Over the past few years, I’ve had a lot of fun diving into the action movies of the 80s and 90s focusing on stars like Sylvester Stallone, Jean-Claude Van Damme and Dolph Lundgren. As it turns out, Lundgren and his films have turned out to be a lot more impressive than I would have imagined. Not only does it turn out that he’s a brilliant man, but what I’ve learned about his life has been pretty fascinating. He also makes really fun movies with lots of kicking and explosions.
One such movie is Dark Angel (a.k.a. I Come In Peace) which I’d never seen and only started hearing about in the last two or three years. Shout Factory recently released the film on Blu-ray and a buddy of mine sent me a copy. I jumped at the chance to start watching the week before last, but fell asleep and then found myself in a place without a Blu-ray player so I had to hold off on finishing until last night. But, I will say the movie about alien drug dealers running afoul of Lundgren’s Detective Jack Caine and his new partner Special Agent Smith (Brian Benben) was worth the wait. While investigating the murder of a police officer, Caine and Smith become more and more aware of the intergallactic threat which they fight in an abandoned warehouse, as you do.
The disc comes with a retrospective that scored Lungren, Benben and director Craig R. Baxley (Action Jackson) to talk about the movie. It was really interesting learning that Baxley was tight with stunt people, so he was able to really beef up the explosions and other action elements, all of which look great in Blu-ray. Lungren also points out an interesting aspect of the story that I didn’t think about, but it’s cool to see a sci-fi movie that’s on a relatively small scale. This isn’t an alien invasion movie with a few people fighting them off, which is what you tend to get. From story and explosions to actors and ideas, I dug Dark Angel and am glad to have it in my collection for repeated viewings.
Moving from Dark Angel to The Punisher seemed like a pretty natural move for me. Not only did they come out a year after each other, but they both feature a bad ass Dolph sporting uncharacteristic dark hair! Plus, it helps that the latter has been in my DVD collection for years.
A lot of people complain about how bad comic book movies were for so long and, compared to the effort put in these days, it’s fairly accurate. But, I think The Punisher — directed by Mark Goldblatt (Dead Heat) — is an overlooked gem. Frank Castle is actually one of the easiest comic book characters to bring to film which makes him a good choice for a lower budget, street level movie concept. His wife and kids were killed so now he’s driven by the desire to kill all criminals. There’s no flying or lasers or superpowers, just lots of shooting, punching and explosions which were right up Lungren and company’s alley in the late 80s.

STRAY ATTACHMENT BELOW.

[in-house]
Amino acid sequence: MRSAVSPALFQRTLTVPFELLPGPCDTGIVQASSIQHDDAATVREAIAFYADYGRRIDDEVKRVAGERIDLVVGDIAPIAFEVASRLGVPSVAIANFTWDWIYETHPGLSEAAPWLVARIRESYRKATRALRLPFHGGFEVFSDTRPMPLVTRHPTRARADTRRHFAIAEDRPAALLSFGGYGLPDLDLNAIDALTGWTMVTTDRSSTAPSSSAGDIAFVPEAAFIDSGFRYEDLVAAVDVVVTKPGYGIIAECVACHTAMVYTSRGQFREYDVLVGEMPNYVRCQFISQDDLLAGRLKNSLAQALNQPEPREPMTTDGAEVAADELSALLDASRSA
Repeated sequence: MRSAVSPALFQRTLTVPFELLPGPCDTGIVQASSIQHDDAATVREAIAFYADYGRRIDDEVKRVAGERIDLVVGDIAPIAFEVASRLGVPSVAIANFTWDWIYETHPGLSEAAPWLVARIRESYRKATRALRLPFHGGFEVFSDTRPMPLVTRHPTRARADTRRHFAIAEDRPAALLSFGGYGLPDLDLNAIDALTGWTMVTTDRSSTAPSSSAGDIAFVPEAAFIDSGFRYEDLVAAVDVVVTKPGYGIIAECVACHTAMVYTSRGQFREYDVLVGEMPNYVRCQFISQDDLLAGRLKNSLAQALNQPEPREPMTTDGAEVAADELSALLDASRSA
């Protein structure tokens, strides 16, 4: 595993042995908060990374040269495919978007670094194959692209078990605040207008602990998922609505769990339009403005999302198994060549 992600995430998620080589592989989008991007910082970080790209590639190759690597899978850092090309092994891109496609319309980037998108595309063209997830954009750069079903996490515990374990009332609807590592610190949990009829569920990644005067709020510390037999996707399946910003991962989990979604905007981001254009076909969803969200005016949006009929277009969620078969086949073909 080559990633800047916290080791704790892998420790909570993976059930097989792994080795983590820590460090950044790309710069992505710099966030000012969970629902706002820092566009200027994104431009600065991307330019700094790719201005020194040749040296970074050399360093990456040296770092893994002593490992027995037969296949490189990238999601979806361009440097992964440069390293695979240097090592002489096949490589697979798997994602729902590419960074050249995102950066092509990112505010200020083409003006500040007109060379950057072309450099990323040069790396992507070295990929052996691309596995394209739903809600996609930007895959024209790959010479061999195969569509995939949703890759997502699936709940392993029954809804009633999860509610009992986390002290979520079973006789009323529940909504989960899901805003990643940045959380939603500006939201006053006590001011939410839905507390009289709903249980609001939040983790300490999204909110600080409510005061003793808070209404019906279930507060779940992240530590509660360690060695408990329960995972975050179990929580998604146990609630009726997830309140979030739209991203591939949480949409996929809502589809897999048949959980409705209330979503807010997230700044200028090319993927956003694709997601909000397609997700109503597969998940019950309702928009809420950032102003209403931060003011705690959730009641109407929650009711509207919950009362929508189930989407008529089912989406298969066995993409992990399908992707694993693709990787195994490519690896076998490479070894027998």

This movie finds Castle living in the sewers, befriending weird rhyming guys like Shake (Barry Otto) who give him information and avoiding cops on the hunt for him like Jake Berkowitz (Louis Gossett Jr.) and Sam Leary (Nancy Everhard, who was in Trial Of The Incredible Hulk that same year too!). Castle’s after a mobster named Gianni Franco (Jeroen Krabbé) who’s on the ropes after years of the Punisher taking out his men compounded with the recent appearance of Lady Tanaka (Kim Miyori) who’s trying to take over by kidnapping all the mobsters’ kids. To save the kids, Punisher teams up with Franco to get his boy back.
The film features several great fight scenes, but there are two particularly fun ones. Castle heads to Coney Island in an attempt to get the kids back and faces off a ton of gun-toting ninjas in an amusement park ride. How rad is that? The end of the movie also features Castle and Franco storming Lady Tanaka’s skyscraper, taking on all kinds of threats as they climb towards their adversary. For some reason, many of these scenes are tinged red, but I still really enjoy this high body count explosion of violence. This is one of the few comic book movies that also fits right in with that great 80s/90s action aesthetic and I love it.